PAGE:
I have thought it allowable for one unconnected with the district, but who has necessarily become acquainted with the constitution and past history of the University, to point to some changes which seem in themselves desirable, and capable of being effected without external aid, while most of them are more practicable here than in Universities situated in great towns. But the greatest and most evident of all academic reforms in Aberdeen is the union of the sister Colleges. The trifling inconvenience that may be felt by some of the citizens is hardly to be named in comparison with the great advantages that would result from such a measure. If the law and medical lectures were carried on in the Town building, in

'It would not be easy to point to a better seems peculiarly well placed in the country proof of this generally diffused cultivation of Straloch and James Gordon. The Methan the maintenance and continued pros- tropolis and the great city of Glasgow have perity of the Spalding Club—a body which similar societies; but no other provincial has already done much to supply the defect, district of Scotland has even attempted an ingeneral throughout Scotland, of works of stitution having in view objects of such intellilocal antiquities and history, and which gence, and requiring such extended sympathy. the neighbourhood of the courts and hospitals; if the education in languages, philosophy, and theology, were conducted in the venerable rural retreat, Aberdeen would afford a specimen of as convenient arrangements for teaching as any University can boast of. An end would be put for ever to the petty jars which have sometimes disturbed the neighbouring schools; and by uniting classes and salaries, a respectable maintenance would be secured for the masters, and consequently the means of obtaining the best masters.1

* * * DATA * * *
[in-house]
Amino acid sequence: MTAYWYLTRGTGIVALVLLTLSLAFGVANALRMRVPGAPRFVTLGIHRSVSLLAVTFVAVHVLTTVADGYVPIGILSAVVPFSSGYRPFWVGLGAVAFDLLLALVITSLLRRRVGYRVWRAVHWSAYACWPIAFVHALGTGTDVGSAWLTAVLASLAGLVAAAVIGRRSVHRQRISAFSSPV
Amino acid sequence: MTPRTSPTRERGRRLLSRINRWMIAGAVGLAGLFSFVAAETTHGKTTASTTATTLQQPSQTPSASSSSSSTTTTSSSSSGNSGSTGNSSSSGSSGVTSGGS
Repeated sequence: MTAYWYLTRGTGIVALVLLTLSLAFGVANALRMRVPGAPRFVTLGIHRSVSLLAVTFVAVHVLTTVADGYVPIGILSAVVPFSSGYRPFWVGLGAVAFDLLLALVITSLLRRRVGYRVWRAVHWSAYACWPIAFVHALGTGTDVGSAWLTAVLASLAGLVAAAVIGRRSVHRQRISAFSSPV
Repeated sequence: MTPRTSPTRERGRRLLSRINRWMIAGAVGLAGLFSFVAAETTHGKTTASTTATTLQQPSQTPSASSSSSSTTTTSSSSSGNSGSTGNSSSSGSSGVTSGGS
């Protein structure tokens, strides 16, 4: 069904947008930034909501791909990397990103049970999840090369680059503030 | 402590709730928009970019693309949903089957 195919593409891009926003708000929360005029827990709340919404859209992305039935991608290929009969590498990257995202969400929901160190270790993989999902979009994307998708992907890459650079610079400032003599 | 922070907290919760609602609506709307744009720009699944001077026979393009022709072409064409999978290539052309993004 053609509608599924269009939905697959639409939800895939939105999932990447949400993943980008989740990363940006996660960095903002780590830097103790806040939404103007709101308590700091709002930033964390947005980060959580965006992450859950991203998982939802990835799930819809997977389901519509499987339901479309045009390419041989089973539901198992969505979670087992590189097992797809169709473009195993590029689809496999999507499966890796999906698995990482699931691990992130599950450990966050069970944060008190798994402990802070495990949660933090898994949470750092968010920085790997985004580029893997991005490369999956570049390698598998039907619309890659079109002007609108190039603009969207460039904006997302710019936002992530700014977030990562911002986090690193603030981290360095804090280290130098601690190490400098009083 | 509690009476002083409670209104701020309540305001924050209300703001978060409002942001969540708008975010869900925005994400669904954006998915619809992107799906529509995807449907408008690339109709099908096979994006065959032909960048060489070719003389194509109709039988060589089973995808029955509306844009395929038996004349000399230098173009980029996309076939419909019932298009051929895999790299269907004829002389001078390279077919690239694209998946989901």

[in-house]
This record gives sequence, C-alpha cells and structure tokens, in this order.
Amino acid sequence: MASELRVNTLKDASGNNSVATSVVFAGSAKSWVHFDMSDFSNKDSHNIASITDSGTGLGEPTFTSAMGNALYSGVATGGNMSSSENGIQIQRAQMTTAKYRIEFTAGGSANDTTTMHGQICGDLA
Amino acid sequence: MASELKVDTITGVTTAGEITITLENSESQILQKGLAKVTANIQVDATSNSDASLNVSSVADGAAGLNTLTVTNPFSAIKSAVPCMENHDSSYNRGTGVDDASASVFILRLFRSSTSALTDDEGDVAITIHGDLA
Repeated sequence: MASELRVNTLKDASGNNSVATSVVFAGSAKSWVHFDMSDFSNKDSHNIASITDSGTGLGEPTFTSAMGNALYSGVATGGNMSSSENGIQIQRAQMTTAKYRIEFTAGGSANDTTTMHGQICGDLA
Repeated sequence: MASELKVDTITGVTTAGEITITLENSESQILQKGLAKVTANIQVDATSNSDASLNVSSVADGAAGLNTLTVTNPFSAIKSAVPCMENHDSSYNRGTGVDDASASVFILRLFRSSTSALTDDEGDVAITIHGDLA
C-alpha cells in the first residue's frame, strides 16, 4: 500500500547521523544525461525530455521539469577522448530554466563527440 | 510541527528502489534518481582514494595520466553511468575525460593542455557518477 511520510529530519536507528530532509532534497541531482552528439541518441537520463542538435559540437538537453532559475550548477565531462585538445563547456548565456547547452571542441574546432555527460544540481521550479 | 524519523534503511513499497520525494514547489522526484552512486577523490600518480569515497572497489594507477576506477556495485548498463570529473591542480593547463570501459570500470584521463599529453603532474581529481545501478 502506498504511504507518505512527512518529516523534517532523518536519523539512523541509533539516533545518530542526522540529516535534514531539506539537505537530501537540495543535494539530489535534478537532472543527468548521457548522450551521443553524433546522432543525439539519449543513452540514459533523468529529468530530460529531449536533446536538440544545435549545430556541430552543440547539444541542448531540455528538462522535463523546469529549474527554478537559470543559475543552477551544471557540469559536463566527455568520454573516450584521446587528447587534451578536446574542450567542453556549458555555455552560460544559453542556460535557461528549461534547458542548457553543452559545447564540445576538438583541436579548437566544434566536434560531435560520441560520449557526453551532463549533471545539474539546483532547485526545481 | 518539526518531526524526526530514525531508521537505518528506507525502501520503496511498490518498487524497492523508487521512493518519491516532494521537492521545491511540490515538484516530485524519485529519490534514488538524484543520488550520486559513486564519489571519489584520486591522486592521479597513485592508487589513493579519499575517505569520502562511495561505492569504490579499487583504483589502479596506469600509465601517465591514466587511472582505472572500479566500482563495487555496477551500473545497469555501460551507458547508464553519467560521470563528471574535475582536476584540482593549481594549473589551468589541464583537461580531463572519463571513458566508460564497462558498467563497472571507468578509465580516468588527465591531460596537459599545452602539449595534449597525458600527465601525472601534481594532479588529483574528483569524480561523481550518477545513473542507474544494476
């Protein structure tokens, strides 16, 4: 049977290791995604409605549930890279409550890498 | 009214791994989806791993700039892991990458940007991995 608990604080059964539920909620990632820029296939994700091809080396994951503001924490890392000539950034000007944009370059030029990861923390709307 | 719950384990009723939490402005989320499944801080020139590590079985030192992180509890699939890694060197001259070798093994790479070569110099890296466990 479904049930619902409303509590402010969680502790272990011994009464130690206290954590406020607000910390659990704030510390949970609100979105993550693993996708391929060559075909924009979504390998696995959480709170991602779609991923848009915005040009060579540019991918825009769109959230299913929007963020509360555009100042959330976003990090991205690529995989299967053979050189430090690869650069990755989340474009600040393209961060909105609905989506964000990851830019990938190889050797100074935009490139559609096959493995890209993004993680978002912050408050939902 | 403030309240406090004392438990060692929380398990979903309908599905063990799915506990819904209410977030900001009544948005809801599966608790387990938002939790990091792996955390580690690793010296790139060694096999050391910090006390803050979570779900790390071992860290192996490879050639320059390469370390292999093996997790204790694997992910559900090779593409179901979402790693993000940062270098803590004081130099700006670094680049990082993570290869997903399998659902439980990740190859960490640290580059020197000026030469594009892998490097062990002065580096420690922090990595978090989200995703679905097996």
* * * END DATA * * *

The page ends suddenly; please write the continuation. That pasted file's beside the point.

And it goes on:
Before concluding this Preface, already too long, I must be permitted to express my thanks to the Senatus of King's College, and its members individually, for their invariable and patient attention to all my demands for documents. Without the facilities which they afforded me, I could not have performed my task. To a few other individuals I am also bound to acknowledge my obligation. I have drawn from Sir William Hamilton personally, and through his invaluable "Discussions on Philosophy"—a book of which, I fear, this age of frivolous literature is not worthy—the chief of my slender acquaintance with the ancient and foreign University usages. I am indebted, also, for the use of rare books to him ; to Principal Lee, and to Mr. David Laing; to the Professors of Marischal College, and, above all, to Mr. Joseph Robertson, whose collection is equally valuable for the literary history of Aberdeen, as he has himself shown it to be, for its antiquities and statistics. Professor Ferguson, who worthily fills the chair of Vaus, has kindly furnished me with such information as could only be obtained on the spot, and often by consulting the existing College books, at the